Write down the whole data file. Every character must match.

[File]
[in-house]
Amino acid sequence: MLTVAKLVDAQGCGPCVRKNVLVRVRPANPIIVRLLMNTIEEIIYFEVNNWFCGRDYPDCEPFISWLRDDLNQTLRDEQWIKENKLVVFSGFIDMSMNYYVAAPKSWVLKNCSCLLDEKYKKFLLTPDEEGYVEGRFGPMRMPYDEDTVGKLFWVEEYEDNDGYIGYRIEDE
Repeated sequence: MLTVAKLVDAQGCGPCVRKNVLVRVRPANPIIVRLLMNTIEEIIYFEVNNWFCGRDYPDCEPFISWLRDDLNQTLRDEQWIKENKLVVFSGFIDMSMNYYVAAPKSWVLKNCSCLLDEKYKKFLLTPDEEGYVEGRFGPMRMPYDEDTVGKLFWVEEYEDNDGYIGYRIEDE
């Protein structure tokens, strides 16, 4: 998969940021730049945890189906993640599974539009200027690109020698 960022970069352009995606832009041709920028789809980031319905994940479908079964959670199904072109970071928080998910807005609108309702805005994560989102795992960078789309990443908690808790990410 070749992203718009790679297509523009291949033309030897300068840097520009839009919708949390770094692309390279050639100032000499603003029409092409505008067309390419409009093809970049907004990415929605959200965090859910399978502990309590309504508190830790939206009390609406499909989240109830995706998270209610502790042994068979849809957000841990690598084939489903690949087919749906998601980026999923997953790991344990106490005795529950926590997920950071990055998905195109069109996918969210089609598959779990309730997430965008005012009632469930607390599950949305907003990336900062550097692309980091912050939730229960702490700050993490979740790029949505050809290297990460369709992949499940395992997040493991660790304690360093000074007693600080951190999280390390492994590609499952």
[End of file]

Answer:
[in-house]
Amino acid sequence: MLTVAKLVDAQGCGPCVRKNVLVRVRPANPIIVRLLMNTIEEIIYFEVNNWFCGRDYPDCEPFISWLRDDLNQTLRDEQWIKENKLVVFSGFIDMSMNYYVAAPKSWVLKNCSCLLDEKYKKFLLTPDEEGYVEGRFGPMRMPYDEDTVGKLFWVEEYEDNDGYIGYRIEDE
Repeated sequence: MLTVAKLVDAQGCGPCVRKNVLVRVRPANPIIVRLLMNTIEEIIYFEVNNWFCGRDYPDCEPFISWLRDDLNQTLRDEQWIKENKLVVFSGFIDMSMNYYVAAPKSWVLKNCSCLLDEKYKKFLLTPDEEGYVEGRFGPMRMPYDEDTVGKLFWVEEYEDNDGYIGYRIEDE
């Protein structure tokens, strides 16, 4: 998969940021730049945890189906993640599974539009200027690109020698 960022970069352009995606832009041709920028789809980031319905994940479908079964959670199904072109970071928080998910807005609108309702805005994560989102795992960078789309990443908690808790990410 070749992203718009790679297509523009291949033309030897300068840097520009839009919708949390770094692309390279050639100032000499603003029409092409505008067309390419409009093809970049907004990415929605959200965090859910399978502990309590309504508190830790939206009390609406499909989240109830995706998270209610502790042994068979849809957000841990690598084939489903690949087919749906998601980026999923997953790991344990106490005795529950926590997920950071990055998905195109069109996918969210089609598959779990309730997430965008005012009632469930607390599950949305907003990336900062550097692309980091912050939730229960702490700050993490979740790029949505050809290297990460369709992949499940395992997040493991660790304690360093000074007693600080951190999280390390492994590609499952």